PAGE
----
14 Intimate Photos That Depict One Trans Woman's Rapidly Changing Life

Photographed by Melody Melamed.
This article was originally published on September 16, 2016.

On November 11, 2015, Abby Stein came out as transgender and announced that she'd already begun hormone replacement therapy (HRT) on her blog. But what started as a personal declaration became a viral sensation, since Stein has an unusual backstory — she grew up in a deeply religious community as a Hasidic Jew in Brooklyn, was married at 18, and had a young son before coming out.

It wasn't long before news organizations were telling her story in simplistic, bold headlines: "Member of prominent Hasidic family from Brooklyn comes out as transgender," "Hasidic groom Yisroel Stein is now a woman called Abby," "I left Hasidism to become a woman."

Almost a year later, it's clear that the conversation around Stein's transition must move beyond what any headline can convey. And thankfully, photographer Melody Melamed worked with Stein in order to do just that; Melamed's photographs reveal a more intimate, nuanced take on a story that was once treated as tabloid fodder.

It wasn't long after Stein went public that she met Melamed, who reached out to her online. Melamed was intrigued by Stein's unique narrative and conveyed as much in her initial messages, explaining that she wanted to help capture the story of Stein's transition. Meanwhile, Stein was drawn to Melamed because she made one thing clear: She had no interest in making Stein go viral all over again.

"I think there’s more to her story than somebody just writing an article about where she grew up," Melamed told Refinery29, adding that she and Stein had an "instant bond" when they first met. "We kind of just got each other, although we were strangers."

Melamed set out to make their first shoot together as intimate as possible, with Stein posing in her underwear and bra — which was "pushing it," according to Stein.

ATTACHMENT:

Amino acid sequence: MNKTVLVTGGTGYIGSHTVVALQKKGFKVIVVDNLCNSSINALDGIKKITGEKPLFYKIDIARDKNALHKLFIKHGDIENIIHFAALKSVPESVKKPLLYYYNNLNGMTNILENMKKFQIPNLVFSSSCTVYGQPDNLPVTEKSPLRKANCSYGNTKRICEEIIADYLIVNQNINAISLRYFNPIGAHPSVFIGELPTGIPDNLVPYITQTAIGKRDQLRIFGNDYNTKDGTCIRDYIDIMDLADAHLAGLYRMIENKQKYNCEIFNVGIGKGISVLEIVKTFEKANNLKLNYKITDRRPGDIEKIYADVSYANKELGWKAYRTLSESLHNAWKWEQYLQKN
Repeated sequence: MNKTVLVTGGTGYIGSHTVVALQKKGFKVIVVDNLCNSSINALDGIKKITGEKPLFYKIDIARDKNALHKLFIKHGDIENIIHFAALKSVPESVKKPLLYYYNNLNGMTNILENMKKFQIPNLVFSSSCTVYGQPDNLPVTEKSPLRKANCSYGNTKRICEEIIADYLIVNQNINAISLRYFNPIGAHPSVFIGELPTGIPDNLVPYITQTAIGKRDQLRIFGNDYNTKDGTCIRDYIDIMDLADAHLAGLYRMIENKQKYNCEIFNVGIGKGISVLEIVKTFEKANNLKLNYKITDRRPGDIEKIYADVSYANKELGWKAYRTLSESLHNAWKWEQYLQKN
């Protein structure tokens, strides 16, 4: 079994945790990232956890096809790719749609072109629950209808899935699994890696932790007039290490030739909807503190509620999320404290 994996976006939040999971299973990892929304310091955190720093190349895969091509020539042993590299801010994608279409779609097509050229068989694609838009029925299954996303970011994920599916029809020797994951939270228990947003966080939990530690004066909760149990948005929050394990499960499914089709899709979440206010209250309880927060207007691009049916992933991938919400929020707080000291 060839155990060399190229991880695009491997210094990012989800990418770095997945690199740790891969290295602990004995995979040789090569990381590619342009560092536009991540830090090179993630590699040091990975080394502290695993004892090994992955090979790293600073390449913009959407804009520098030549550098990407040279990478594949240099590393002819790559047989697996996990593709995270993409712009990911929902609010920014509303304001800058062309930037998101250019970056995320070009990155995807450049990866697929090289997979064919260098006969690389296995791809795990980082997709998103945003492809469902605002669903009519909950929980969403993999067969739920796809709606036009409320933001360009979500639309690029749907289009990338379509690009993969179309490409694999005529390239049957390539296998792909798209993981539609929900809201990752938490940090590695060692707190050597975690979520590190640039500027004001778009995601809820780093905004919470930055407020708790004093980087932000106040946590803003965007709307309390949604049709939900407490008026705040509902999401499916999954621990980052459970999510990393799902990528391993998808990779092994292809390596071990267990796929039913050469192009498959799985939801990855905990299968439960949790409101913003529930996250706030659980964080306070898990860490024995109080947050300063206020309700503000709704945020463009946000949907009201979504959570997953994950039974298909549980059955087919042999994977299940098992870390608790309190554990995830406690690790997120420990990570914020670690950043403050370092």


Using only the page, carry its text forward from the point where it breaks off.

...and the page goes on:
"But I actually liked [shooting] after that. It did help me feel more comfortable," Stein said. "Melody’s really good at pushing my boundaries in a good way, in a very understanding way."

Since then, Melamed has photographed Stein a handful of times; every time they meet, they add another chapter to Stein's story.

"There are some photos where you can see my chest and there’s a huge difference in every way," Stein said. "The facial difference, my hair — everything has changed so much. It’s making me feel more positive."

She added: "A picture speaks a thousand words."

Stein's physical changes are certainly evident in the photos, but Melamed said that Stein's transformation didn't stop at her appearance.

"The photographs we’ve taken together speak so much to her emotional journey," Melamed said. "I’ve been lucky enough to go there with her."

The complete photo series Melamed shot, which debuts next week at New York City's Photoville, takes viewers on Stein's journey, too. Click through to see a selection of the images and to learn more about Stein and Melamed's unique relationship.
Melody Melamed is one of 29 female photographers featured in "Represent: 29 Women We Admire," a photo exhibit presented by Refinery29 on display at this year's Photoville, which runs September 21-25.

Photoville is the largest annual photo event in NYC built from repurposed shipping containers, combining photo exhibitions, outdoor photo installations, talks, workshops, and nighttime multimedia events in Brooklyn Bridge Park. It is free and open to the public.

The gap between what we learned in sex ed and what we're learning through sexual experience is big — way too big. So we're helping to connect those dots by talking about the realities of sex, from how it's done to how to make sure it's consensual, safe, healthy, and pleasurable all at once. Check out more here.

1 of 14
Photographed by Melody Melamed.
Melamed: "This is one of the first portraits I took of Abby. I asked her to sit on her bed, and in that moment, I realized she was sitting right underneath a framed photograph of her son. She sat down, and she kept on asking me what I wanted her to do. I told her to just sit and take a deep breath. It was quiet, and I wanted it to stay that way. This was a kind of meditation for us. I remember waiting for her to take a breath. I snapped the image and looked at it, realizing the power in that moment; her son was looking down on her, quite literally. For me, it was an extraordinary moment. Later, Abby told me that this image made her cry."

Stein: "I was just three months on HRT [in this photo]. To be bold, it was a kind of emotional moment for me, reflecting on myself and my offspring. I remember the thought in my head at the moment was 'Which kind of role model do I want to be for my child?'"
2 of 14
Photographed by Melody Melamed.
Stein: "This picture is from fall 2015 in my room in a Columbia University Dorm. At the time, I felt like I was pushing the boundaries of body confidence, but in the long run, seeing the picture actually helped me a lot with body positivity."
3 of 14
Photographed by Melody Melamed.